> Is it the case for branches that I really need multiple copies of the
> repository representing the different branches?

        It's hard to say which way is better.  I come from old-school  
distributed revision control, so multiple-heads within a single tree  
*feels* kind of wrong, but it's not too bad.

--
Dustin Sallings


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Re: Using branches

TK Soh
On 7/13/07, Dustin Sallings <[hidden email]> wrote:
>         hg update [branchname]
>
>         You probably don't want to do that with uncommitted work.

OT: I've always felt that a -f/--force option should be added to hg
update to handle uncommit changes.
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Re: Using branches

Dustin Sallings-2

On Jul 12, 2007, at 16:51 , TK Soh wrote:

> OT: I've always felt that a -f/--force option should be added to hg
> update to handle uncommit changes.

        What would the semantics of -f be?  I understand -C, but where would  
it keep the changes?

        I don't think it could safely carry them across the jump unless you  
wanted to compute a diff, jump, and try to apply it (which may fail  
for numerous reasons).

--
Dustin Sallings


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Re: Using branches

Charles Pope
In reply to this post by Matt Mackall
> hg up <branch>

Thanks Matt. Been able to work through some things now.

Charles
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Re: Using branches

Charles Pope
In reply to this post by Dustin Sallings-2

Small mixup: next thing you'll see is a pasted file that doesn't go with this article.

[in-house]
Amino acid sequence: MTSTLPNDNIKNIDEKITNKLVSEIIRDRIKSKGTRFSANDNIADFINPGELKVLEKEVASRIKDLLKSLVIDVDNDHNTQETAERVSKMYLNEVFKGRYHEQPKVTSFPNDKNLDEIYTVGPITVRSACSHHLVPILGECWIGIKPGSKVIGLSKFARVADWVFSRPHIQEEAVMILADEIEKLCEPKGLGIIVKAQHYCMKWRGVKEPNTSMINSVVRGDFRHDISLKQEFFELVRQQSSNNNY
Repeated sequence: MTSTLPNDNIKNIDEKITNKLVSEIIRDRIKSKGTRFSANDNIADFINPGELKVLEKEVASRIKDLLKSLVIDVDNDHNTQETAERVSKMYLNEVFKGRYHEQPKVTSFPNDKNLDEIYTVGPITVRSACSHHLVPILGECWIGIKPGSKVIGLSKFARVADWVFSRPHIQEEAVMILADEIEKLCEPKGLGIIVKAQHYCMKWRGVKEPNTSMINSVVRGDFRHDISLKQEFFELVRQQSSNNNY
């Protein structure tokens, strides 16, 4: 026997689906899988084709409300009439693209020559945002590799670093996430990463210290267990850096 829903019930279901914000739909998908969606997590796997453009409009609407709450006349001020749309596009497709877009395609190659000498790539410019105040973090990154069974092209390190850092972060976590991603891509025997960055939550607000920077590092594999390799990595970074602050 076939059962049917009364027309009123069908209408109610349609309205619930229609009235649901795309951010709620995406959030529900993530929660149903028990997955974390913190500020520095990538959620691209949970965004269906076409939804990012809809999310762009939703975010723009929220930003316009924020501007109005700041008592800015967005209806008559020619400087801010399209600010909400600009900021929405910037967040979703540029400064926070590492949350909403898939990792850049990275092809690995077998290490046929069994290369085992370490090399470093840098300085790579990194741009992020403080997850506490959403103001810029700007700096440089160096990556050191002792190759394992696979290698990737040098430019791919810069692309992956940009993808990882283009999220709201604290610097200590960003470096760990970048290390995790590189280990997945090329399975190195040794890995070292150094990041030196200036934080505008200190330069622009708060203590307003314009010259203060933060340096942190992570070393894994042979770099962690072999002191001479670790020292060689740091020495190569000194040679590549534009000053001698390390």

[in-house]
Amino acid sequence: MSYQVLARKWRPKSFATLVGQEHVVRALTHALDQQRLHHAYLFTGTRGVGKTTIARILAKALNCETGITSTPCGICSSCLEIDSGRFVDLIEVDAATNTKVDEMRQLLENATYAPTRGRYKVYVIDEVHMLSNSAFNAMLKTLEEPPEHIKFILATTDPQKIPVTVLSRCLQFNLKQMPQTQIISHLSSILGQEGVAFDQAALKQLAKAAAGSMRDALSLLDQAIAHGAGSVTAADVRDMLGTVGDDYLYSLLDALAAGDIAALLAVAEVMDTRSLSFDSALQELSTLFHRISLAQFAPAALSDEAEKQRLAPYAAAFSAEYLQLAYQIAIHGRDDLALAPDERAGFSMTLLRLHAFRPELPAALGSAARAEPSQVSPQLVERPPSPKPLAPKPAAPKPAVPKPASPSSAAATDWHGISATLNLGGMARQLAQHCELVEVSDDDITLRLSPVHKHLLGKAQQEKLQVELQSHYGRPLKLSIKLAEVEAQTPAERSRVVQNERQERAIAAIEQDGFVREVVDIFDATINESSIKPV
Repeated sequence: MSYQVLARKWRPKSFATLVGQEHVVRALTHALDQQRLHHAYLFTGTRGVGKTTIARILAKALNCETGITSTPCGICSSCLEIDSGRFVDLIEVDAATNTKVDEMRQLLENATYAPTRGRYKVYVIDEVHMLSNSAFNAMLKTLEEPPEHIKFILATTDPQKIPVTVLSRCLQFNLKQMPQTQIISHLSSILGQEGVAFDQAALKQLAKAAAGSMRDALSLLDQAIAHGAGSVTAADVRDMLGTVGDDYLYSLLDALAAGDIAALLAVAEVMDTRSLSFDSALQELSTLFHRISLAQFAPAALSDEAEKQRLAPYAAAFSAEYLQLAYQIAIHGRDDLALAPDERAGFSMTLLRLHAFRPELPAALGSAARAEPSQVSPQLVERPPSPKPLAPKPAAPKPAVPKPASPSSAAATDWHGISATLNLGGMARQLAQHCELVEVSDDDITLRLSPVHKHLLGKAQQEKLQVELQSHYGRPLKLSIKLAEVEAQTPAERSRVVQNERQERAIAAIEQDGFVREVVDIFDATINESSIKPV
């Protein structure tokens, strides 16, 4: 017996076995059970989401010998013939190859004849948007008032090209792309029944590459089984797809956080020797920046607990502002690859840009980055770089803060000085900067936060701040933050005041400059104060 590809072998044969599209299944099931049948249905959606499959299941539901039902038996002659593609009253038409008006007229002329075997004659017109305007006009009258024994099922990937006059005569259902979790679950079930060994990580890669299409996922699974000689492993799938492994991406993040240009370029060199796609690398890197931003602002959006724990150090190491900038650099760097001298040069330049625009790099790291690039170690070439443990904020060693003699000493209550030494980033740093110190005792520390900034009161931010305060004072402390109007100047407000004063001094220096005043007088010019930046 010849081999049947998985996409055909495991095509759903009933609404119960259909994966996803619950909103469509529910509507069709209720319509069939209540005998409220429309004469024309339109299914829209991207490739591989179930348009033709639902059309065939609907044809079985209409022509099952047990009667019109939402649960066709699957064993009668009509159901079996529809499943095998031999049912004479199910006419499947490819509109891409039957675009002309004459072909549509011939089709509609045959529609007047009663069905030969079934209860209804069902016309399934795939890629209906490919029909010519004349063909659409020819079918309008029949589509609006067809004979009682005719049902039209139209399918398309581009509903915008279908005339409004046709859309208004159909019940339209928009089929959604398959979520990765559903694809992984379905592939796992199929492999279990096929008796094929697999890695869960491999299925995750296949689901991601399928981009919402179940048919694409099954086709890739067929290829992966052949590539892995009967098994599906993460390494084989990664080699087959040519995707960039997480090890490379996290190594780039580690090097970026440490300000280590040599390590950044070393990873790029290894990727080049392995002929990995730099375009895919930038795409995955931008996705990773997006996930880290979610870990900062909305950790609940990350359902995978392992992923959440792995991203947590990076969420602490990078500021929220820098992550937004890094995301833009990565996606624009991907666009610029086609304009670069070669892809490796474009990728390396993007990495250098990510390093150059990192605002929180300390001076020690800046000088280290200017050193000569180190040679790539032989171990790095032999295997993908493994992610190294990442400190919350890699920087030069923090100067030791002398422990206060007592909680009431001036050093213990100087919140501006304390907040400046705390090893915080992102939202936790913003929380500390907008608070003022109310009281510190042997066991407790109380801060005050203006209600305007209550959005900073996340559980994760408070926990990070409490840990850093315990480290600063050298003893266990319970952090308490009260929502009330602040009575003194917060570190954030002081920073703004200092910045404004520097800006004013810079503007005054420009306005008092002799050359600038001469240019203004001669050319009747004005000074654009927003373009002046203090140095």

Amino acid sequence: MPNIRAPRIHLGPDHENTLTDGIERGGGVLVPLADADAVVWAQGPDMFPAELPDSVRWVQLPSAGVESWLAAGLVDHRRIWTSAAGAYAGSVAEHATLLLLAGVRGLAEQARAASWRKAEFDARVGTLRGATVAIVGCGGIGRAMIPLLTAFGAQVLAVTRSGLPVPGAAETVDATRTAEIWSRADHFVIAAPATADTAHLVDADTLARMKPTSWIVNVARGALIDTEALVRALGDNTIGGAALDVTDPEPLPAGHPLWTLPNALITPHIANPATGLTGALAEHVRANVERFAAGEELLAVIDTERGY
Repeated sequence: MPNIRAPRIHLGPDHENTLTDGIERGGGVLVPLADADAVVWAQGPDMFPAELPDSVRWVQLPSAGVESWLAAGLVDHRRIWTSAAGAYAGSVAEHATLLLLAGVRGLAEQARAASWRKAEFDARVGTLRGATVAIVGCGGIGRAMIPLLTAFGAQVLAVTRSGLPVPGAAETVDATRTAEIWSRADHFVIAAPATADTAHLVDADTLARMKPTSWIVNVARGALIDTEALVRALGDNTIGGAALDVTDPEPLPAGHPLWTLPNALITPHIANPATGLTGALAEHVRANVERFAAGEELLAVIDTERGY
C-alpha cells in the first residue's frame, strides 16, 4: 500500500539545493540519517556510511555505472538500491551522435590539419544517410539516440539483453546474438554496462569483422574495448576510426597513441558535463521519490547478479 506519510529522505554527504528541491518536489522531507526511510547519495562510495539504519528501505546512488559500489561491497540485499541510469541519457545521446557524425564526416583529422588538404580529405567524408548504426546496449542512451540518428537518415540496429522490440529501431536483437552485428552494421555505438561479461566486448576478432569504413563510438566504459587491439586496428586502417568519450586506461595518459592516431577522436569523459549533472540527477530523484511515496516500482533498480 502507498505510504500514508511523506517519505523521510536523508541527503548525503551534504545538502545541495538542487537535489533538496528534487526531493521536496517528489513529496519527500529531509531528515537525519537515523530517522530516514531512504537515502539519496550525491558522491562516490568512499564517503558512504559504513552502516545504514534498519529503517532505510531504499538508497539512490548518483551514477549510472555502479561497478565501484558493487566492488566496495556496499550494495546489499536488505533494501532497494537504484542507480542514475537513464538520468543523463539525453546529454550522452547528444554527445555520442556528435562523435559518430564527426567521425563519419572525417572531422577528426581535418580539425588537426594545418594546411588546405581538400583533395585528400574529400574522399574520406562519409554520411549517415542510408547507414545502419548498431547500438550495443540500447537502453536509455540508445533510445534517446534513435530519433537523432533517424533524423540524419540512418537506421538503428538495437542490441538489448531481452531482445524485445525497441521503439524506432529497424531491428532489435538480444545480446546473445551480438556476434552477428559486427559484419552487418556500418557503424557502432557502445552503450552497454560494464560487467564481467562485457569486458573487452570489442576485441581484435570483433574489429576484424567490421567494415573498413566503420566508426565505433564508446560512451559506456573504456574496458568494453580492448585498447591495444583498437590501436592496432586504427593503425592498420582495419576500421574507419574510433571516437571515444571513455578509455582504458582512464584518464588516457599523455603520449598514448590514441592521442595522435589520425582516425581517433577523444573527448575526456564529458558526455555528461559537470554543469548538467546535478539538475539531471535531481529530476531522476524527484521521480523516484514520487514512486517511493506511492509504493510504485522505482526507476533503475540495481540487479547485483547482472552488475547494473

> It's hard to say which way is better.  I come from old-school  
> distributed revision control, so multiple-heads within a single tree  
> *feels* kind of wrong, but it's not too bad.

Thank you Dustin. So your preference would be to keep multiple copies, each effectively representing a different branch and then merge changes across, as appropriate?

How does it typically work, when a number of people are sharing the same set of branches? i.e. so all users are clear where to push changes to.

Charles
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Re: Using branches

Dustin Sallings-2

On Jul 13, 2007, at 6:38 , Charles Pope wrote:

> Thank you Dustin. So your preference would be to keep multiple  
> copies, each
> effectively representing a different branch and then merge changes  
> across,
> as appropriate?

        Yes.  That's also pretty much what you do in centralized revision  
control systems commonly.  One tree per train of thought.

        Distributed systems make branching like this incredibly cheap,